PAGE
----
Social media, twitter and local government Comments Off
Social media is allowing local government to respond to citizens in a more responsive and accurate manner.
It’s hard to underestimate how much technology can revolutionise the way that public services can be delivered.
One local resident in Lewisham spotted a zebra crossing on Hither Green Lane had one of its light’s covered. Instead of calling me, or writing to me, they tweeted a photo from their mobile of the covered light and asked me to investigate.
Because I had a photo, Council Officers could show this evidence to our highways contractor, Conway. Who in turn, with the address, knew exactly what they needed to fix the problem. Within 3 days the light was fixed.
We can respond even quicker to litter and graffiti thanks to the Love Lewisham application. In 2002, it took two and a half days to clean up reported graffiti, now it takes on average half a day. And graffiti is down by 73 per cent. How? By trusting the public. People don’t want to live in an area blighted by litter, and they’re prepared to tell us when we’re not doing enough. So by giving every citizen with a smartphone the ability to report litter or graffiti to us, we’re able to plot where our teams need to go in a more joined-up way – saving time and energy. And as the smartphone app can also upload a photo of the offending detritus we can deal with the worst stuff first. And people really do seem to like taking responsibility for their home.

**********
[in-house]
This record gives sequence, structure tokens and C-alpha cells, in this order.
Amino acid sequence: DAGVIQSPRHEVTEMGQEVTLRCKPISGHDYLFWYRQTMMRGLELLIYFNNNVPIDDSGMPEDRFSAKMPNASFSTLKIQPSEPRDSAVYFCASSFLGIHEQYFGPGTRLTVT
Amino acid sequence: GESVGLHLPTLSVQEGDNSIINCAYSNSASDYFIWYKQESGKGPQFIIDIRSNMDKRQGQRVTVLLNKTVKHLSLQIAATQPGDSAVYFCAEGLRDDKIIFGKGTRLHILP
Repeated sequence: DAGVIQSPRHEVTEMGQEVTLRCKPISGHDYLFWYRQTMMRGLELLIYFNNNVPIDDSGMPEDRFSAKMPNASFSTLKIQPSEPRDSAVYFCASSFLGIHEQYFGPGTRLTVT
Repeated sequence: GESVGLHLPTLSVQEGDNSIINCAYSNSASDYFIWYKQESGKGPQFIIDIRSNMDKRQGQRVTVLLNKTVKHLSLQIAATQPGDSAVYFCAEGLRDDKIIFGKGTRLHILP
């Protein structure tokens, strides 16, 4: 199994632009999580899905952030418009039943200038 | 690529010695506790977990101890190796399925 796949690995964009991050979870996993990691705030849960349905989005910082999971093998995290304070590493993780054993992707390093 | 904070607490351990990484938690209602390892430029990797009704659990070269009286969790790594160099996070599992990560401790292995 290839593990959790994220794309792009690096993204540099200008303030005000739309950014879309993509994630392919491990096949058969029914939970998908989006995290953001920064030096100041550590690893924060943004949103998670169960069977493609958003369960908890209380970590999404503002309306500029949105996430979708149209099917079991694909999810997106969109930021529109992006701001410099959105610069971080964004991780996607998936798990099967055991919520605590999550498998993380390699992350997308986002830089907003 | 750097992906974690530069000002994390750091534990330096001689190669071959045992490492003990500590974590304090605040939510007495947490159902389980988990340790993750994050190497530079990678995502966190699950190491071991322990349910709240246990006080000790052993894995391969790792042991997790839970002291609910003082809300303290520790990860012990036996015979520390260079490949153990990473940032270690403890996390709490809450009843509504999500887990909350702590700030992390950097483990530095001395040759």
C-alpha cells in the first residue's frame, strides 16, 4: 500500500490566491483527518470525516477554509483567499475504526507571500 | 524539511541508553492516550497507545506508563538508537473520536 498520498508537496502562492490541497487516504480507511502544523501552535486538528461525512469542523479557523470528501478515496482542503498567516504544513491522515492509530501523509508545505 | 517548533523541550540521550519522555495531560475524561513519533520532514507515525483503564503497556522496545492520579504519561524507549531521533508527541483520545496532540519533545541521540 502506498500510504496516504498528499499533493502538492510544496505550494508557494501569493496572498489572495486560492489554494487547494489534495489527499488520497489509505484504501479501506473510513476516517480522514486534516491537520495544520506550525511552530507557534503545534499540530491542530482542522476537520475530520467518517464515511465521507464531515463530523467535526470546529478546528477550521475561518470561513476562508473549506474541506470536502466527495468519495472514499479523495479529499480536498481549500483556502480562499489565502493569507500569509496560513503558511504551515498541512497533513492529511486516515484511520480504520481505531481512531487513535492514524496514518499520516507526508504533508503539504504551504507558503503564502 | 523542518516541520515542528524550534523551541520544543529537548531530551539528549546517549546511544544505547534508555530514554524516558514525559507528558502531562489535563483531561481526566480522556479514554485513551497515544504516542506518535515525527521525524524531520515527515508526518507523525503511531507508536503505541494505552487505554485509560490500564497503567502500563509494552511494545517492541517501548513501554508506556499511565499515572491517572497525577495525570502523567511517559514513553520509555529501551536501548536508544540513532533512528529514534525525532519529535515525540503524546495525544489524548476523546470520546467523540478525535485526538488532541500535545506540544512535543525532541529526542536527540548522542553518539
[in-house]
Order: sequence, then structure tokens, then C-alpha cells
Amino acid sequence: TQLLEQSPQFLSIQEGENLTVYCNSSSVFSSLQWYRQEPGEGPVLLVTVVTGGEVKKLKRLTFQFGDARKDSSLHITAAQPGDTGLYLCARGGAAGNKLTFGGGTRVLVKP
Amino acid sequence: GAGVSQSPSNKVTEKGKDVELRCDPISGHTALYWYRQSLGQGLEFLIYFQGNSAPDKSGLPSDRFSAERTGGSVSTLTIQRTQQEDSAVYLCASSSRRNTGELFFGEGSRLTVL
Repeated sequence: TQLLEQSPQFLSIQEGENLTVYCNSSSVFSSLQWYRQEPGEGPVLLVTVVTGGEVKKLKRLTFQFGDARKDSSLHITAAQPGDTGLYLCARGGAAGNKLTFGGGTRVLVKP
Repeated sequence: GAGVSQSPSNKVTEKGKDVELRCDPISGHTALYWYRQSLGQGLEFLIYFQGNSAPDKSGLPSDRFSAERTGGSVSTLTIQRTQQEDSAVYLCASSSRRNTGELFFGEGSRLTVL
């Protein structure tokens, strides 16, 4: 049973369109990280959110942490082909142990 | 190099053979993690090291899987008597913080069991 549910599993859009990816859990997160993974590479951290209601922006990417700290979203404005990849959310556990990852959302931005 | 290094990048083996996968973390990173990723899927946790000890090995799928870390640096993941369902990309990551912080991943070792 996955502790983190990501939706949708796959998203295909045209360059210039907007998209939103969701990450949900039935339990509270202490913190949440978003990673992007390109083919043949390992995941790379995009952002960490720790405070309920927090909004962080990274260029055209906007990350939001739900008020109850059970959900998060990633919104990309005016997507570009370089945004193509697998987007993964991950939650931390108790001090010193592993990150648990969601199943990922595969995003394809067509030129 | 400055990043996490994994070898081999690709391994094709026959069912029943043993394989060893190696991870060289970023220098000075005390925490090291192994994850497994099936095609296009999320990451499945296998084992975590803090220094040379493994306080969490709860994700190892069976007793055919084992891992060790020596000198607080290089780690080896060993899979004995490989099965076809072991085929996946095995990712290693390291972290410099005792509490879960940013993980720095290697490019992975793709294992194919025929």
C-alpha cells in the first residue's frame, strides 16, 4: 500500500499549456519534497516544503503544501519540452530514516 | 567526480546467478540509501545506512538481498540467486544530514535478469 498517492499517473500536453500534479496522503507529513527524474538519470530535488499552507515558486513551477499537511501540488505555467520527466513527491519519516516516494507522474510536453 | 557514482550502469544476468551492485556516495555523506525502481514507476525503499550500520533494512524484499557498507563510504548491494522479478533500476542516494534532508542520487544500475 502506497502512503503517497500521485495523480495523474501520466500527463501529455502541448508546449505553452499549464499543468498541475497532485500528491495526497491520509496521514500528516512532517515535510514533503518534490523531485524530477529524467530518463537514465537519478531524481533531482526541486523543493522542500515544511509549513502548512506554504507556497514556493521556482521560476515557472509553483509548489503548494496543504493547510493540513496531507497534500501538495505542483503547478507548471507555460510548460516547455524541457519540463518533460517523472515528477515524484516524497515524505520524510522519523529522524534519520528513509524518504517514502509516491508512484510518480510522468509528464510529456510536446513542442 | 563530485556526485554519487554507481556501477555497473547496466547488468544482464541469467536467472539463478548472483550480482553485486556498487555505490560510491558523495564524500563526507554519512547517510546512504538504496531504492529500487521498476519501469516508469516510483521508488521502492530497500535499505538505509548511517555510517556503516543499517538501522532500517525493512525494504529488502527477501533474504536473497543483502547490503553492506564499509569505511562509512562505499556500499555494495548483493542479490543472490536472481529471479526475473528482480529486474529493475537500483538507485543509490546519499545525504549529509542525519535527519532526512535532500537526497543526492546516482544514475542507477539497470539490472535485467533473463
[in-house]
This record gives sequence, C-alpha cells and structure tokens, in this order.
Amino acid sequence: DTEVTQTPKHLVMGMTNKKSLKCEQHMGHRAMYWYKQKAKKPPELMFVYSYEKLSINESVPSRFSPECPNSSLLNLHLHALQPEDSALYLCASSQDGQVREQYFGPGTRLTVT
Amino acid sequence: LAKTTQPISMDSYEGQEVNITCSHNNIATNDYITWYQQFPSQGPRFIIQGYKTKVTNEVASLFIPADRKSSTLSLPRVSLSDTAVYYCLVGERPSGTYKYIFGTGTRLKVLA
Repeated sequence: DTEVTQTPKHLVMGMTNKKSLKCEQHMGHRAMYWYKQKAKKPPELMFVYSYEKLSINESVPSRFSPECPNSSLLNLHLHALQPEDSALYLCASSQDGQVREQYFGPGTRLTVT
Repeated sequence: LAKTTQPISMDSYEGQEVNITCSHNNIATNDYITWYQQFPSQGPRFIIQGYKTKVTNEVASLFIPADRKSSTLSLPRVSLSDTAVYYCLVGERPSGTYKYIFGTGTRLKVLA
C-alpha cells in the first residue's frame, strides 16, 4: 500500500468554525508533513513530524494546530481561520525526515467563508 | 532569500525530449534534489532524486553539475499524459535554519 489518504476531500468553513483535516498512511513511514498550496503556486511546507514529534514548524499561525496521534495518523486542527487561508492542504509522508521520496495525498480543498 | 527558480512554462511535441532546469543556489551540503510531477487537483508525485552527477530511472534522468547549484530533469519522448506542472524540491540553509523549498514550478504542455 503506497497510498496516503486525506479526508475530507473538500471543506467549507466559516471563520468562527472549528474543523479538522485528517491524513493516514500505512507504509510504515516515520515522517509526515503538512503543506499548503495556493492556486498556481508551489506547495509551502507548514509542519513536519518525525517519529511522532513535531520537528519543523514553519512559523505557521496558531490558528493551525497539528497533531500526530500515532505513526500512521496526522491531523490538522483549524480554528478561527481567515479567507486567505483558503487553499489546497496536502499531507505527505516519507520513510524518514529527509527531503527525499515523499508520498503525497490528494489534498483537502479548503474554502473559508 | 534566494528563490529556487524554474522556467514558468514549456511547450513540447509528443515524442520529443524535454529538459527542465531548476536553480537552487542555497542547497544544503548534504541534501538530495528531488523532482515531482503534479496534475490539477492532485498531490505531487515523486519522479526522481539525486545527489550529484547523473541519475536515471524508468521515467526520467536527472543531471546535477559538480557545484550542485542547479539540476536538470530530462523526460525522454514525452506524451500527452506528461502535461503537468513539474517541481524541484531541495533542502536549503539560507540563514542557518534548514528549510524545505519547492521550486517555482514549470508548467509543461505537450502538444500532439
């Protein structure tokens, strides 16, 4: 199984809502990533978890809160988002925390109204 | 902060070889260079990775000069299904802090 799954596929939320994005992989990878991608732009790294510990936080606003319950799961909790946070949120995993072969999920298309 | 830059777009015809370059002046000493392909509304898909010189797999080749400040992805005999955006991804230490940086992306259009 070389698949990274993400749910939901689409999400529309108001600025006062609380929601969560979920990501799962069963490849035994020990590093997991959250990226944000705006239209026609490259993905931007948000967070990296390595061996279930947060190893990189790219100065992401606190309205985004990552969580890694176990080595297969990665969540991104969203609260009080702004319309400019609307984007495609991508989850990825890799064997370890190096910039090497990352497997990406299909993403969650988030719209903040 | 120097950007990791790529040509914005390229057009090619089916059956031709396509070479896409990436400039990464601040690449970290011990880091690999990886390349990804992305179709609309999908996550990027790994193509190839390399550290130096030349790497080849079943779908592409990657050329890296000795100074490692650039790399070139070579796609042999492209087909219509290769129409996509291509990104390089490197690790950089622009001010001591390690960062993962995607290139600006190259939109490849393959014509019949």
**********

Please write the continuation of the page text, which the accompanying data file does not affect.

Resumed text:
But we can also deliver services differently.
Hilary Renwick, our Head of Cultural Services, has told me:
We are acquiring two ‘digital shelves’ from Bloomsbury’s e books collection which include the Arden Shakespeare, specifically the ten plays that are on the GCSE National Curriculum and a collection entitled ‘Our Environment’ comprising ten books including The Hot Topic by Gabrielle Walker and Sir David King. The project is sponsored by Google and run by Public Library Online.
The Service will be launching a new App for I Phone and Android phones that will enable library card holders to search the library catalogue, reserve a book and interact with their borrower record.
Soon, we will be able to offer more and more of our collection on portable devices. We know that 60% of the workforce of Lewisham has to commute to work in the morning. If we can offer our library services on Kindles, or iPhones, we can ensure our libraries service is more used by more people.
Finally, we need to break open our datasets. We hoard too much information – data that could be used by local residents to challenge the way we run public services. By opening up data we will find ourselves open to serious scrutiny by voters. But – people want to help – and there’s huge added value in getting people to challenge our assertions. We used to spend a significant amount of money on consultants to guide our policy process. We’ve halved this in a year, and we’re going further (as I’ve been pushing in my role as Chair of the Audit Panel). Now, we need to embolden the ‘citizen consultant’ using our data to aid their analysis. In the same way the Freedom of Information Act has opened up local government in a spectacular way – access to data can be challenge us in a far more productive way.
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